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[] L-3 Communications kauft Aircraft Integration Systems von Raytheon,

Kostenpunkt: 1,13 Mrd. Dollar. 
A.I.S. ( ist ein großer Lieferant
von Überwachungs- und Aufklärungsausrüstung der US-Regierung. 
L-3 ( wurde 1997 aus zehn Tochterfirmen von
Lockheed Martin gebildet und hat bereits 2000 die Firma Link Simulation
and Training, (Flugsimulatoren) für $160 Mio. von Raytheon gekauft und
wieder profitabel gemacht. Bekannt ist L-3 vor allem als Lieferant für
sichere Kommunikationssysteme für das US-Militär.

New York Times
January 14, 2002

Deal Likely For Raytheon Unit

By Andrew Ross Sorkin

L-3 Communications plans to announce today that it has agreed to acquire
a military equipment subsidiary of Raytheon (news/quote) for $1.13
billion in cash, beating out bigger rivals like Northrop Grumman and
British Aerospace for control of one of the nation's largest suppliers
of surveillance and reconnaissance equipment to the United States

The deal would be L-3's largest acquisition since the company was formed
in 1997 by cobbling together 10 languishing units of Lockheed Martin.
The transaction gives L- 3 a more unified set of military products, from
devices that can track aircraft and ground troops to communication
systems that can securely transmit data wirelessly back to base

For Raytheon, the sale of the business, Aircraft Integration Systems,
which it put up for auction more than three months ago, will help it pay
off a rising debt load. The sale is the second big deal between L-3 and
Raytheon. In 2000, L-3 bought Link Simulation and Training, an
unprofitable flight-simulation business for $160 million that L- 3
recently turned profitable.

Aircraft Integration Systems' technology has been used extensively by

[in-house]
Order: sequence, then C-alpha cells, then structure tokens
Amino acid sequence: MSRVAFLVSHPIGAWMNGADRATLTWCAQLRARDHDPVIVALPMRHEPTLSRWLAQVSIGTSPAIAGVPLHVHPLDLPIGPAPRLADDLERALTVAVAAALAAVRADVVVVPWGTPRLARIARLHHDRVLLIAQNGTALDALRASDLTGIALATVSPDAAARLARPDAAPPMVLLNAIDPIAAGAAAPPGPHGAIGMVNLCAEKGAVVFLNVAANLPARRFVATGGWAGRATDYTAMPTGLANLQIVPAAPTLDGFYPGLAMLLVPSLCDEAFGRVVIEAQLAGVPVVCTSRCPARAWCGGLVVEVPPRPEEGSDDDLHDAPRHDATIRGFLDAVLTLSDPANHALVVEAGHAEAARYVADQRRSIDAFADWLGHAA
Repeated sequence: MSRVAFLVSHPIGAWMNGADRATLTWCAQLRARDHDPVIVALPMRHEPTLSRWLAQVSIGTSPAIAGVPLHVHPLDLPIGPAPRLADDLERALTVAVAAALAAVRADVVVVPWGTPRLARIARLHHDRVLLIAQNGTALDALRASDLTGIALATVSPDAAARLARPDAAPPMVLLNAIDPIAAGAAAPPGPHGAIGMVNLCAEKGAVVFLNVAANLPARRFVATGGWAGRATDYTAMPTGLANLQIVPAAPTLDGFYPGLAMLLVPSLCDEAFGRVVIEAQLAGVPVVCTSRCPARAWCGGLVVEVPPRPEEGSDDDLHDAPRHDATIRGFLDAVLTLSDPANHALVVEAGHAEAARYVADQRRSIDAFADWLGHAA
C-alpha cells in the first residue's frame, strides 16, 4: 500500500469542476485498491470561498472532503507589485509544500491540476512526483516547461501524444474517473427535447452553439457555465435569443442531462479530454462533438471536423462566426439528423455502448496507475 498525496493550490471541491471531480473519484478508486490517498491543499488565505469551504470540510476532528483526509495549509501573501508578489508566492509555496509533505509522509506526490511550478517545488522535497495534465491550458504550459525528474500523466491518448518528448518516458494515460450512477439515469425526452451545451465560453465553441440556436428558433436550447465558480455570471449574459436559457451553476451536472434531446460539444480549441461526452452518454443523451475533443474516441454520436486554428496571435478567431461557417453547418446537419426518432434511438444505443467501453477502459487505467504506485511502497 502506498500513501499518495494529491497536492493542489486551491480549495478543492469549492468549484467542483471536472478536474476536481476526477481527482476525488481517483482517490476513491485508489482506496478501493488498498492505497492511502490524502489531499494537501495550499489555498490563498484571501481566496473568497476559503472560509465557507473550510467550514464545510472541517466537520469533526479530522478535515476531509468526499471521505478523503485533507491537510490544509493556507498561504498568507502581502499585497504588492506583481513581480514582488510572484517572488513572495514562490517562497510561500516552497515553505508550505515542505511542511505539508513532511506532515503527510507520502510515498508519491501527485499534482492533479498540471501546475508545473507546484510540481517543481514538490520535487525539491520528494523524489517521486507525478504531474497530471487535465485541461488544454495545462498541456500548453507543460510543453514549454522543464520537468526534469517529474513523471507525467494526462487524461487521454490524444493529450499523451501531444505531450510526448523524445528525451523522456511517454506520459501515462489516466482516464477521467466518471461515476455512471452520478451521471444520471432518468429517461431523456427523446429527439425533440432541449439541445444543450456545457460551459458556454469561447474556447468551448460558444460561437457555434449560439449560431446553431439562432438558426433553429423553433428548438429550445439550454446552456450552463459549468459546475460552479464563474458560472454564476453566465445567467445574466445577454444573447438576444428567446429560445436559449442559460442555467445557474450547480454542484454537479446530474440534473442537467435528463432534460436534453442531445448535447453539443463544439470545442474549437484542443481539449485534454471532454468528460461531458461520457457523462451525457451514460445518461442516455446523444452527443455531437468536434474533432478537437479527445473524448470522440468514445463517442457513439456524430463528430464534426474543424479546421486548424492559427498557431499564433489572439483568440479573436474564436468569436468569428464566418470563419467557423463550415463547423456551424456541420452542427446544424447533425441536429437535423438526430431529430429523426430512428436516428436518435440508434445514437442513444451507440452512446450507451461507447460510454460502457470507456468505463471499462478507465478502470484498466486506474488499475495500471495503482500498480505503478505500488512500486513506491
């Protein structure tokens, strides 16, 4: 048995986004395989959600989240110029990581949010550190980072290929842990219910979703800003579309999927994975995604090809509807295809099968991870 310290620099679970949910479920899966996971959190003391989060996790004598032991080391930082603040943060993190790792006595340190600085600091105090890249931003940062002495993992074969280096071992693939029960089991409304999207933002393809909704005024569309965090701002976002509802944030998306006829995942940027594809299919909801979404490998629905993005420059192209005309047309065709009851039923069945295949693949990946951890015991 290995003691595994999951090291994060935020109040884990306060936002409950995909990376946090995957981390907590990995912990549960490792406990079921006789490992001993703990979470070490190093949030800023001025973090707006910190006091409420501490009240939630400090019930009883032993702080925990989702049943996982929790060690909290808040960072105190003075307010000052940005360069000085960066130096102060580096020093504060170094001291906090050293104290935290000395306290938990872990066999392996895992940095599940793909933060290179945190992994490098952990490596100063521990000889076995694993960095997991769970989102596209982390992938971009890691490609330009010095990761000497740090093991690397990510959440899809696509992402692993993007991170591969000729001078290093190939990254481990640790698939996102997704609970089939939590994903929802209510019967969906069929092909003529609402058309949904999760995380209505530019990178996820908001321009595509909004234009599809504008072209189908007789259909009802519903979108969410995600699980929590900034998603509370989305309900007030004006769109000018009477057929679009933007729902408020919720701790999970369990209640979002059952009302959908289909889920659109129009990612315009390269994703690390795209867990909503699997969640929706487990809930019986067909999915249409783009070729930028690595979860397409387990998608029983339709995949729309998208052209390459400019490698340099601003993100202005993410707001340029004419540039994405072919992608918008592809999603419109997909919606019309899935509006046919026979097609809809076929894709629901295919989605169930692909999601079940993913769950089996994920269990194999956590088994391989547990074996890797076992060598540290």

the United States in the war in Afghanistan. The unit, which is often
referred to by it initials, A.I.S., makes systems that provide personnel
on the ground and in the air with a real- time, three-dimensional view
of the area in which they are fighting. A.I.S. also makes technology to
collect, decode and analyze electronic signals.

"A.I.S. is a national defense asset that for decades has had a special
relationship with the U.S. intelligence community," said Frank C. Lanza,
chairman and founder of L-3 Communications. "A.I.S. has outfitted over
15,000 aircraft of more than 125 types."

"So as the nation's military forces continue to pursue our enemies," he
added, and as the Defense Department upgrades its systems, "A.I.S.'s
capabilities in multi-intelligence and multiplatform operations are even
more critical."

A.I.S. has contracts for about $800 million of work from the Defense
Department and allies. It has operations in Greenville and Waco, Tex.;
Lexington, Ky.; and Avalon, Australia. L-3 expects the deal to raise
L-3's 2002 diluted earnings a share by 20 cents. The acquisition will be
financed using cash on hand and short- term loans. L-3 then expects to
sell about $1 billion of debt and equity securities during the first
half of the year to help pay off those loans.

Mr. Lanza hopes that the company will be able to bundle many of A.I.S.'s
products as well as integrate many of the technologies with existing L-3
products, including communications links, signal processing, antennas,
data recorders, displays, and traffic control and collision avoidance
systems," he said.

Raytheon, which is based in Lexington, Mass., did not return calls for
comment yesterday.

L-3, which is based in New York, is being advised on the acquisition by
Lehman Brothers (news/quote).

For Mr. Lanza, who is 70 and has worked in the military industry for 40
years, the acquisition of A.I.S. is one of more than 20 deals Mr. Lanza
has made since he was a co-founder of L-3. His acquisition binge has
raised the company's earnings from $12 million in 1997 to $115 million
this year. 

L-3 has succeeded by creating military communication devices like global
positioning system receivers and encrypted data transmission devices for
surveillance. L-3 also has a slice of the civilian market including
making bomb-scanning systems, a part of the business L-3 hopes to expand
as the government strives to tighten airport security.

The deal needs to be approved by regulators and the Defense Department.

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